I have a shirt that says, “I got another woman pregnant. Ask me how,” and on my car it says “Vehicle owned by a proud egg donor.”
I have two sets of surrogate twins and an anonymous child—or children—out there. (I’ve donated three times, and the first was anonymous, so I don’t know if it’s a girl or a boy or twins.) The second started out pretty clinical, and the intended parents chose not to tell some members of their family that they had to use an egg donor. I think the woman felt as if she’d failed her family. Now that she’s holding the two precious bundles in her arms, she’s become more open to the idea. The third family sees my family as an extension of theirs and is very open. I think I’m retired now, because it can’t get any better than the last couple I worked with. They’re so open and loving. I’m happy I did all three, but now I wouldn’t do an anonymous donation again.
I grew up in Germany, and my bloodline is 100 percent German, and my own two boys are smart and cute. While I was still breastfeeding my youngest son, I was overwhelmed with love and I felt so lucky. I thought, “How can I help someone else feel as happy as I do now?” I worked in the accounting field, and then decided to stay home with my children. With Katy Melo, I’ve opened Kuro Surrogacy & Beyond, which allows me to contribute both my accounting skills and experience in egg donation.
As for the mental process, when it comes to the donation, I’m aware of the pressure for my body to perform, and I do worry about the best possible outcome. After the egg retrieval, if you know the intended parents you sweat through what is called the “2ww,” which is the “two worst weeks” from the time of the transfer to the blood test confirming pregnancy. It’s a long, stressful wait to see if my eggs and the intended father’s sperm worked, but it’s so worth it.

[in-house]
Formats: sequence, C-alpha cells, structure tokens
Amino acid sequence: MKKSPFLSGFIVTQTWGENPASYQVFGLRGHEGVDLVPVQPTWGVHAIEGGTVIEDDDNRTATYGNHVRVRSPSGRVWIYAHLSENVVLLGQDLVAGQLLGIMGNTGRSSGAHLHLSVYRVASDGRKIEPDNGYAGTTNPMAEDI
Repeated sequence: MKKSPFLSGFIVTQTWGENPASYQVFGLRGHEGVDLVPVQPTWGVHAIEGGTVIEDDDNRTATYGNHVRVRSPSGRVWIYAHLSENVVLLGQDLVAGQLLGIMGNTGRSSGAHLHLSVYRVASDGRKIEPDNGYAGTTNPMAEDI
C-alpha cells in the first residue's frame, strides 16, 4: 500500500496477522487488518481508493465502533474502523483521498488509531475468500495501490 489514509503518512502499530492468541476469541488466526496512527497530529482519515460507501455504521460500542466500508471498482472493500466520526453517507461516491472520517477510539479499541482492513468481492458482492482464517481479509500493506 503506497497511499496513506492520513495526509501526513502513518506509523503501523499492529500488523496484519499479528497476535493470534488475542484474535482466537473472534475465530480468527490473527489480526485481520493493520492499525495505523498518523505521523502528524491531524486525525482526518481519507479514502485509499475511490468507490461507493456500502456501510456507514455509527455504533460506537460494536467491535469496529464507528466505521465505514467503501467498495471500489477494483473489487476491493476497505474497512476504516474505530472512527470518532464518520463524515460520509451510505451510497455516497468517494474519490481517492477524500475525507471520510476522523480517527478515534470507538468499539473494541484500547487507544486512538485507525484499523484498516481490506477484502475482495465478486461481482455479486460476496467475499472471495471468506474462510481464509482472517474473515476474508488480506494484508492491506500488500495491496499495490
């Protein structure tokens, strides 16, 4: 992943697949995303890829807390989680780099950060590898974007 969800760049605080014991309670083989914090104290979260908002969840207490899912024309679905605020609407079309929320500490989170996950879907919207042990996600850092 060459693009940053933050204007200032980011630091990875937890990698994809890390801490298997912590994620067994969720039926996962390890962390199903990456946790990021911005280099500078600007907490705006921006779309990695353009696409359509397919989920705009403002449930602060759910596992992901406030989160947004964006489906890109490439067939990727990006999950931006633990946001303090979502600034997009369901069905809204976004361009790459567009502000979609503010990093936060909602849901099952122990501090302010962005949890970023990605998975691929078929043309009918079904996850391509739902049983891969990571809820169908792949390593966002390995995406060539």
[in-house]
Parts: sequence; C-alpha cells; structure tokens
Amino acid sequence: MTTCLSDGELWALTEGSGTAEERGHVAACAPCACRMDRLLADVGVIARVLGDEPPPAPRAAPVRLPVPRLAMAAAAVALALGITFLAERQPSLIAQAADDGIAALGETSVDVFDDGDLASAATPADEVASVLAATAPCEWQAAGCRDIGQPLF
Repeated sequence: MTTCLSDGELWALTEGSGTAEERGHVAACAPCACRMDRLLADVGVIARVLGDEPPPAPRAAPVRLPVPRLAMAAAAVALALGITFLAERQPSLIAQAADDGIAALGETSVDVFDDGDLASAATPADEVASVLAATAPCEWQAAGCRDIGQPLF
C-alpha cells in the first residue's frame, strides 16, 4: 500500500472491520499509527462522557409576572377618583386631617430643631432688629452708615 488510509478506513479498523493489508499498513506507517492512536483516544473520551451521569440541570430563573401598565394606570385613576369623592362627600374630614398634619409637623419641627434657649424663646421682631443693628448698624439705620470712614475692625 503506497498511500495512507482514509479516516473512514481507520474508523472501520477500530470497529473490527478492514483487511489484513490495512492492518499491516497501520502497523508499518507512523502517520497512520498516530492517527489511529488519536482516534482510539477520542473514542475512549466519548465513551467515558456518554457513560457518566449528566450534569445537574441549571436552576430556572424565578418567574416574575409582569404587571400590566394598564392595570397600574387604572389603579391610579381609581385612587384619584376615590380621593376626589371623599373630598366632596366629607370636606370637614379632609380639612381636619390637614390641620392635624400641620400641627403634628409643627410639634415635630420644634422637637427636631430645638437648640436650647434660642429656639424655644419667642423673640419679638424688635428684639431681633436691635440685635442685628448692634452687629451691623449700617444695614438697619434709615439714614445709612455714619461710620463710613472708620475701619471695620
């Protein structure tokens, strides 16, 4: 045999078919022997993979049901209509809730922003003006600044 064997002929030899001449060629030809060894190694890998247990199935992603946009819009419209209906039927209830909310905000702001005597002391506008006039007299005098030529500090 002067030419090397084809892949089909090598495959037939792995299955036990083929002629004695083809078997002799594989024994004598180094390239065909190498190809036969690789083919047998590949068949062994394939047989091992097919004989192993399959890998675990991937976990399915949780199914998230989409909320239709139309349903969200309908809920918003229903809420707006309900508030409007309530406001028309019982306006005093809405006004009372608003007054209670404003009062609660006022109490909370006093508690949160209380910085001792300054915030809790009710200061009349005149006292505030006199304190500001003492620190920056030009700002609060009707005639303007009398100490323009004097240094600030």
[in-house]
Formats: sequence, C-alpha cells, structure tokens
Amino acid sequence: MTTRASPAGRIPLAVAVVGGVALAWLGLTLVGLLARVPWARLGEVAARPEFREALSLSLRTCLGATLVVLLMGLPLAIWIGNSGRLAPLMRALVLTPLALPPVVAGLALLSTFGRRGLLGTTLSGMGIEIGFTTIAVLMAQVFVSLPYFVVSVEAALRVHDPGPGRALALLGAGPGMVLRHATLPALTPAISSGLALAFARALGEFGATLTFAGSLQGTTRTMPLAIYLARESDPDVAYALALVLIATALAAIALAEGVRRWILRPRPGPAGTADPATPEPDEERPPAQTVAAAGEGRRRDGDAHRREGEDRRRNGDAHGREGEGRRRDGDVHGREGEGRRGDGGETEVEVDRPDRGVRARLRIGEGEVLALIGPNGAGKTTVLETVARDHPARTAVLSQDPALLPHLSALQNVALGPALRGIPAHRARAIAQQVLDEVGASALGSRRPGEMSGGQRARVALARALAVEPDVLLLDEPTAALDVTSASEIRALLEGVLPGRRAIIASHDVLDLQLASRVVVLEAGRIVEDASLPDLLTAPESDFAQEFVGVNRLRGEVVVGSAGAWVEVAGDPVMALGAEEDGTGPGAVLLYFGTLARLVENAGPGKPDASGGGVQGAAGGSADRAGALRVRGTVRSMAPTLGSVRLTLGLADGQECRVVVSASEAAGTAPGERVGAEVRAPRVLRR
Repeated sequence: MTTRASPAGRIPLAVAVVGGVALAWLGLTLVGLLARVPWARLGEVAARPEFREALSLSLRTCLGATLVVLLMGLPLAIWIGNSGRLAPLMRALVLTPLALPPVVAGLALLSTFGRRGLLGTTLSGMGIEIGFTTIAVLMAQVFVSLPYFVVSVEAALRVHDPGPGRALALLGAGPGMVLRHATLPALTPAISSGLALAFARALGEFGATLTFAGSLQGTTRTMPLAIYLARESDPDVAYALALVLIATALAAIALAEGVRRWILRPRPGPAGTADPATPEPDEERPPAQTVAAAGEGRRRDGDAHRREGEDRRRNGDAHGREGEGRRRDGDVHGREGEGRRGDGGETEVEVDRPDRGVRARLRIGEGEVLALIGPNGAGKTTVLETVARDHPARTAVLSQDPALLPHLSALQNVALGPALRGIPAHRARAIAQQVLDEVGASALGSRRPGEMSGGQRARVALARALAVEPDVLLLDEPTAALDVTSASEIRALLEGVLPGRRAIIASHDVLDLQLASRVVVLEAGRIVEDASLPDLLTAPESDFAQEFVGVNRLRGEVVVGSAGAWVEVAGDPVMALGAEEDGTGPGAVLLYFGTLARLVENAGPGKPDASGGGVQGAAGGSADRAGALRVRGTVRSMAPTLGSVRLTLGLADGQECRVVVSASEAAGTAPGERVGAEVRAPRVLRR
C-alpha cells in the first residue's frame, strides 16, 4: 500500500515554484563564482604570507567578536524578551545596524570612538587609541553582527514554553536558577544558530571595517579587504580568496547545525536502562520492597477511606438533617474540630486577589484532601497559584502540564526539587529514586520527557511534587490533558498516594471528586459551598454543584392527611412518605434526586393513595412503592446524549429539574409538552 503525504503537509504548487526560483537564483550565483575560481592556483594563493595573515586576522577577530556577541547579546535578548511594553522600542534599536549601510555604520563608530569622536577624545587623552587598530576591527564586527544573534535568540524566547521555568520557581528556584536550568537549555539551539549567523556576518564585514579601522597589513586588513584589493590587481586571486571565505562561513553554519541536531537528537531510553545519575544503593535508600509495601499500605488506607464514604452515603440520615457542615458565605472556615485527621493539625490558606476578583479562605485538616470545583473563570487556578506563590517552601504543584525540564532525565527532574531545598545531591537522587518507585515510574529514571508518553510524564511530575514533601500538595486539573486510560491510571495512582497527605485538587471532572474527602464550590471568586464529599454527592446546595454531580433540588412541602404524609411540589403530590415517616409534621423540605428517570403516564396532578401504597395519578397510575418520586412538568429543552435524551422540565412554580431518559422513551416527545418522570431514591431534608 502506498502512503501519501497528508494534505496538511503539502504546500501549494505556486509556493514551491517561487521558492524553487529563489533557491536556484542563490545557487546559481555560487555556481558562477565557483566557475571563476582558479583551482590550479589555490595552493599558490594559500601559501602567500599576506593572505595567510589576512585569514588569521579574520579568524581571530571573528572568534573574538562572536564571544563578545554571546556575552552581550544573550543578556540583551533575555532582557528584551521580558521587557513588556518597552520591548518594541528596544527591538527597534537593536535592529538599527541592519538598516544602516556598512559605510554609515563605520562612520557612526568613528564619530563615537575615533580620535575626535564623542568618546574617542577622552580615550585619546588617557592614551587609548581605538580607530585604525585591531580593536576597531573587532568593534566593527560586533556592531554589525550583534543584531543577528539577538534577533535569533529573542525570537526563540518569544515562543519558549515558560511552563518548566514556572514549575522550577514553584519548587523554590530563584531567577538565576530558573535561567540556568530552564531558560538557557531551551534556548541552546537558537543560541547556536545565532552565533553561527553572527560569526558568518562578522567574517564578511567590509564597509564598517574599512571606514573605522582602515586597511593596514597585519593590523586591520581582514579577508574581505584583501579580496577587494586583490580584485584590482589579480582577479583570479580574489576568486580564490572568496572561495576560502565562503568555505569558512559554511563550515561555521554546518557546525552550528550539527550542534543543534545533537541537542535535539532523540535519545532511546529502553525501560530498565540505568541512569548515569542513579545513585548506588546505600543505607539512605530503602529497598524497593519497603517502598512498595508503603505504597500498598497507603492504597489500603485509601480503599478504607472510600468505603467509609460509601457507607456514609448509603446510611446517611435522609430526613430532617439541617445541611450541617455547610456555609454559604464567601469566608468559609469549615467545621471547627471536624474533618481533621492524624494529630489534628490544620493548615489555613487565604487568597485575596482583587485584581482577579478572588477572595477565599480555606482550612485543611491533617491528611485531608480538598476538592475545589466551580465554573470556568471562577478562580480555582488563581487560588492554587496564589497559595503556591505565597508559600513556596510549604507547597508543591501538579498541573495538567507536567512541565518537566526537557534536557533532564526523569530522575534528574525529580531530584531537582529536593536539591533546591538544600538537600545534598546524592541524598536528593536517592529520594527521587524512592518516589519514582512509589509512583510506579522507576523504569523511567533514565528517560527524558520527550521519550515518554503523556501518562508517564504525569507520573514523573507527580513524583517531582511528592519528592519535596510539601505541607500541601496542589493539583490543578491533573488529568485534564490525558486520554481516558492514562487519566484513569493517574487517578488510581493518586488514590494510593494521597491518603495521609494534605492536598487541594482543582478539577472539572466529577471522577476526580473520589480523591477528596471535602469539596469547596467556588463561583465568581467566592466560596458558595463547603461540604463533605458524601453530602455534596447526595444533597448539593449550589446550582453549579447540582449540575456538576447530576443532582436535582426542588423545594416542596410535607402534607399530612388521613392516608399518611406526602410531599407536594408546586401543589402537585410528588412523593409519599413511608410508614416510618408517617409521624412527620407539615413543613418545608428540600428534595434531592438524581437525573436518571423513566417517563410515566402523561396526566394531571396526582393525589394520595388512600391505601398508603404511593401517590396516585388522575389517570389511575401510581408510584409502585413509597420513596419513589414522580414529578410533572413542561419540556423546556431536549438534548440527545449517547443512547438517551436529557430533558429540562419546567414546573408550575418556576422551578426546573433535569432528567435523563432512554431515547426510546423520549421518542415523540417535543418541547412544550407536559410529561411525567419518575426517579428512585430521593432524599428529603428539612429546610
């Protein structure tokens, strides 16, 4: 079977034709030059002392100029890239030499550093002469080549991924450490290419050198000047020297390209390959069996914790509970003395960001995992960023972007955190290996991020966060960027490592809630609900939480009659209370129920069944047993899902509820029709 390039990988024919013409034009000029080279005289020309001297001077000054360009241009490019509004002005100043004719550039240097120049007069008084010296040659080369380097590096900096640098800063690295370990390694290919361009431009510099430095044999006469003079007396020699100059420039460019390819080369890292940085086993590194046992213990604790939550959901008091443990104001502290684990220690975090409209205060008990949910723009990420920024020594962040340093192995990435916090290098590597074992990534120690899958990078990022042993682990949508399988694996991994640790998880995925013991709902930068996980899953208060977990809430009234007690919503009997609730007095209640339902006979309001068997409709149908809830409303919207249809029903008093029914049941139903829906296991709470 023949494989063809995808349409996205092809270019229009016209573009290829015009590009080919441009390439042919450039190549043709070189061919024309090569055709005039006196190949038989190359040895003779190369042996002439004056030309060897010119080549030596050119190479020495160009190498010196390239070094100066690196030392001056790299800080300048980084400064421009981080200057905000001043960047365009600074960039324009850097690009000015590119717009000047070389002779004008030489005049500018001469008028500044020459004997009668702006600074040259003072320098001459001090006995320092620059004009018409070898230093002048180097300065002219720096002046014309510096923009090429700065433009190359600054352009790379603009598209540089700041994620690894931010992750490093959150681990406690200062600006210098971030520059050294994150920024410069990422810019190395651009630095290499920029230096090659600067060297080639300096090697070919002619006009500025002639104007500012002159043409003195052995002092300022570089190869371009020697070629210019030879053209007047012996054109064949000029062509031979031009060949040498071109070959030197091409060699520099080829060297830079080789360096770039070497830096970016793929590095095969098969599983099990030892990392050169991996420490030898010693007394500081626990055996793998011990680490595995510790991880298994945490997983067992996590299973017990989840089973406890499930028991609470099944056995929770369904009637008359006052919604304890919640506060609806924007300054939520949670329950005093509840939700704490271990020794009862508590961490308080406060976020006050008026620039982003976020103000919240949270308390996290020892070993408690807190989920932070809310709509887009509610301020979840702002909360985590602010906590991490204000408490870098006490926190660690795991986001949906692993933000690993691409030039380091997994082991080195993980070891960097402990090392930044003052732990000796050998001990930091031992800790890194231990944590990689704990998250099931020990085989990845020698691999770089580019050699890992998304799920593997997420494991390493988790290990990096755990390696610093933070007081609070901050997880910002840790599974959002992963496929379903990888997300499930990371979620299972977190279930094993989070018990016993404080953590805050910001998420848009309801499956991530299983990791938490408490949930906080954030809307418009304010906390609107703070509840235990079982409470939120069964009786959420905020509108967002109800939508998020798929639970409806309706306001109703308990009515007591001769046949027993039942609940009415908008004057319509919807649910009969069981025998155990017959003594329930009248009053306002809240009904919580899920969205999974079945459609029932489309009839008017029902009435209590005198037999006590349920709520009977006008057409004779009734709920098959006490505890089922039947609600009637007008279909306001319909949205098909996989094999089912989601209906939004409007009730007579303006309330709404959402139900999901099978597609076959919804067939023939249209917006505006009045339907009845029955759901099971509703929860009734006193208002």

People wonder about the emotional attachment side of donating your genes. But I felt as if once they’d retrieved the eggs, they weren’t mine anymore. Right after the retrieval, I gave my blessings: “Go with God, but go. You have my love.” I have this deep sense these children are meant to be here, and it’s going to be okay. I have given them the best start that they need, and whatever they do with that is up to them.
I’m now pregnant with my third child. I may consider being a surrogate, but you’ll have to ask me in 25 weeks after I’ve had my baby. Right now I’m content, because I’ve done what I wanted to do—to pay it forward.
Photo courtesy of David Castillo Dominici: FreeDigitalPhotos.net
If you would like more information about becoming a surrogate mother or about surrogacy in general, please contact Surrogates Across America.